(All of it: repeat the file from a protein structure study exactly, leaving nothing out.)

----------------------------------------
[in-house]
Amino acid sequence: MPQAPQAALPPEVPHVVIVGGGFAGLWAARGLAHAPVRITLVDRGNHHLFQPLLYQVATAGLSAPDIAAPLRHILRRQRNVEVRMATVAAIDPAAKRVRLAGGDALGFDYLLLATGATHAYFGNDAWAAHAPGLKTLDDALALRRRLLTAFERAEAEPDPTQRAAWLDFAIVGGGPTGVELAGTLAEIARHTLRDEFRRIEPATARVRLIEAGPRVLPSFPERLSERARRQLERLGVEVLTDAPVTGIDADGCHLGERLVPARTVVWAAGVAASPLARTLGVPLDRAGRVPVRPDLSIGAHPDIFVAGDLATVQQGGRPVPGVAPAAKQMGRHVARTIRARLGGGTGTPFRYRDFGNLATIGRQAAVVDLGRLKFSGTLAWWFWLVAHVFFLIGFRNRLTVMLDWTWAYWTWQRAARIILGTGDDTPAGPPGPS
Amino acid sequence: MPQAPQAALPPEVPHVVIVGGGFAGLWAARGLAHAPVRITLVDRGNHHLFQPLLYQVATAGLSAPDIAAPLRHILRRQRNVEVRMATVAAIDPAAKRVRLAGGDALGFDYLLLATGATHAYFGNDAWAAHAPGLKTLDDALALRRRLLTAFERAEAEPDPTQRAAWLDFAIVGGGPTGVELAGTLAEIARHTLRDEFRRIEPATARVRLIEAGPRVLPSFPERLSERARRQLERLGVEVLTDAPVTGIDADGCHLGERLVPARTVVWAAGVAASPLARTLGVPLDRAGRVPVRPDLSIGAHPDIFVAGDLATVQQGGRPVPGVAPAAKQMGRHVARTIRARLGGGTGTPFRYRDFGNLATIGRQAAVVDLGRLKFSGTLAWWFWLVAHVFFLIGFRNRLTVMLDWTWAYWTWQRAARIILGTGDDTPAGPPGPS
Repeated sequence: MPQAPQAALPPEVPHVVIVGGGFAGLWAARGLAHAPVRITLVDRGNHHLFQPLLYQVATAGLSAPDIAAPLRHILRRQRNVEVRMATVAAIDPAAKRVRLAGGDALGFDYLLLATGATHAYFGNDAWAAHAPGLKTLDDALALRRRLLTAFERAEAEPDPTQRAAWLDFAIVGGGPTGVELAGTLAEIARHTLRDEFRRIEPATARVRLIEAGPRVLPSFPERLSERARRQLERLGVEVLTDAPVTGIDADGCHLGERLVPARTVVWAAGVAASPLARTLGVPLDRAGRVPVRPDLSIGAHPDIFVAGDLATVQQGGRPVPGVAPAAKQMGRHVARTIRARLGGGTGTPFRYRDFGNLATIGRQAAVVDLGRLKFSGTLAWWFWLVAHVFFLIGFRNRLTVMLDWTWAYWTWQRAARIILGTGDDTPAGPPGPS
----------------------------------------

[in-house]
Amino acid sequence: MPQAPQAALPPEVPHVVIVGGGFAGLWAARGLAHAPVRITLVDRGNHHLFQPLLYQVATAGLSAPDIAAPLRHILRRQRNVEVRMATVAAIDPAAKRVRLAGGDALGFDYLLLATGATHAYFGNDAWAAHAPGLKTLDDALALRRRLLTAFERAEAEPDPTQRAAWLDFAIVGGGPTGVELAGTLAEIARHTLRDEFRRIEPATARVRLIEAGPRVLPSFPERLSERARRQLERLGVEVLTDAPVTGIDADGCHLGERLVPARTVVWAAGVAASPLARTLGVPLDRAGRVPVRPDLSIGAHPDIFVAGDLATVQQGGRPVPGVAPAAKQMGRHVARTIRARLGGGTGTPFRYRDFGNLATIGRQAAVVDLGRLKFSGTLAWWFWLVAHVFFLIGFRNRLTVMLDWTWAYWTWQRAARIILGTGDDTPAGPPGPS
Amino acid sequence: MPQAPQAALPPEVPHVVIVGGGFAGLWAARGLAHAPVRITLVDRGNHHLFQPLLYQVATAGLSAPDIAAPLRHILRRQRNVEVRMATVAAIDPAAKRVRLAGGDALGFDYLLLATGATHAYFGNDAWAAHAPGLKTLDDALALRRRLLTAFERAEAEPDPTQRAAWLDFAIVGGGPTGVELAGTLAEIARHTLRDEFRRIEPATARVRLIEAGPRVLPSFPERLSERARRQLERLGVEVLTDAPVTGIDADGCHLGERLVPARTVVWAAGVAASPLARTLGVPLDRAGRVPVRPDLSIGAHPDIFVAGDLATVQQGGRPVPGVAPAAKQMGRHVARTIRARLGGGTGTPFRYRDFGNLATIGRQAAVVDLGRLKFSGTLAWWFWLVAHVFFLIGFRNRLTVMLDWTWAYWTWQRAARIILGTGDDTPAGPPGPS
Repeated sequence: MPQAPQAALPPEVPHVVIVGGGFAGLWAARGLAHAPVRITLVDRGNHHLFQPLLYQVATAGLSAPDIAAPLRHILRRQRNVEVRMATVAAIDPAAKRVRLAGGDALGFDYLLLATGATHAYFGNDAWAAHAPGLKTLDDALALRRRLLTAFERAEAEPDPTQRAAWLDFAIVGGGPTGVELAGTLAEIARHTLRDEFRRIEPATARVRLIEAGPRVLPSFPERLSERARRQLERLGVEVLTDAPVTGIDADGCHLGERLVPARTVVWAAGVAASPLARTLGVPLDRAGRVPVRPDLSIGAHPDIFVAGDLATVQQGGRPVPGVAPAAKQMGRHVARTIRARLGGGTGTPFRYRDFGNLATIGRQAAVVDLGRLKFSGTLAWWFWLVAHVFFLIGFRNRLTVMLDWTWAYWTWQRAARIILGTGDDTPAGPPGPS